There is no question that offense is down. Teams scored 4.07 runs per game in 2014, the lowest in a non-strike year since 1976. The reasons, as I've shown above, are clear: More strikeouts, fewer homers, fewer doubles. Shifts have played a minor role and are pretty insignificant compared to the other factors. If the new Commissioner wants to address scoring, he should look at ways to promote more contact, and more hard contact, by batters, not worry about where the fielders are standing.

(Thanks to JBM for inspiring me to write this.)

If the Orioles Are Really Going to Do Something

I think the Orioles should trade for San Diego's Carlos Quentin.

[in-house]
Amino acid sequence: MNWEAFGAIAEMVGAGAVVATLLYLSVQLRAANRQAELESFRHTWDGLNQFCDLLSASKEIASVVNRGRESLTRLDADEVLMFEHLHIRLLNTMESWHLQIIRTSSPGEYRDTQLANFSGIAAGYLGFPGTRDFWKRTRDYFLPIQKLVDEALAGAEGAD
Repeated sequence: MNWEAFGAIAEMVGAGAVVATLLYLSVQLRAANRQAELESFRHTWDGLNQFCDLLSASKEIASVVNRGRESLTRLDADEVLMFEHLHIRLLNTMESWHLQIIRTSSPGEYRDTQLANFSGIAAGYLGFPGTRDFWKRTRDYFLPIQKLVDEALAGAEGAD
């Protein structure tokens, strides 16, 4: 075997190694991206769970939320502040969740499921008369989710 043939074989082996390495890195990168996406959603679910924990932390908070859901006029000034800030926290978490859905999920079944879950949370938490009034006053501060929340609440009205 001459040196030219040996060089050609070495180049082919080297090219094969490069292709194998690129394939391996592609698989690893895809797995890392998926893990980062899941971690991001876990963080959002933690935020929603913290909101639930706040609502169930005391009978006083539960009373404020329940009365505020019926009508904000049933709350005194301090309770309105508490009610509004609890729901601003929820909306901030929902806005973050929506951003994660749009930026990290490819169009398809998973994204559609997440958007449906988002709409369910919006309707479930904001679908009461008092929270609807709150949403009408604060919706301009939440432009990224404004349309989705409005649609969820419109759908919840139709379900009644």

Let me rewind a bit. It's been a very quiet offseason for Baltimore. They lost three regulars from their 2014 American League East championship squad to free agency: Right fielder Nick Markakis, designated hitter Nelson Cruz, and left-handed reliever Andrew Miller. They replaced them with...well, they haven't done much of anything. Until yesterday, their biggest roster move was to re-sign free agent left fielder/DH Delmon Young, who had 255 plate appearances last year. Like every team, they added some fringe-type players, mostly signed to minor league contracts. But until yesterday, when they traded for Pirates outfielder Travis Snider, who started 47 games in right field for Pittsburgh last year, they've done nothing to replace the three players I listed above. And while Snider had a decent year in Pittsburgh, with a .264/.338/.438 slash line in 359 plate appearances, it was his first above-average season since 2010.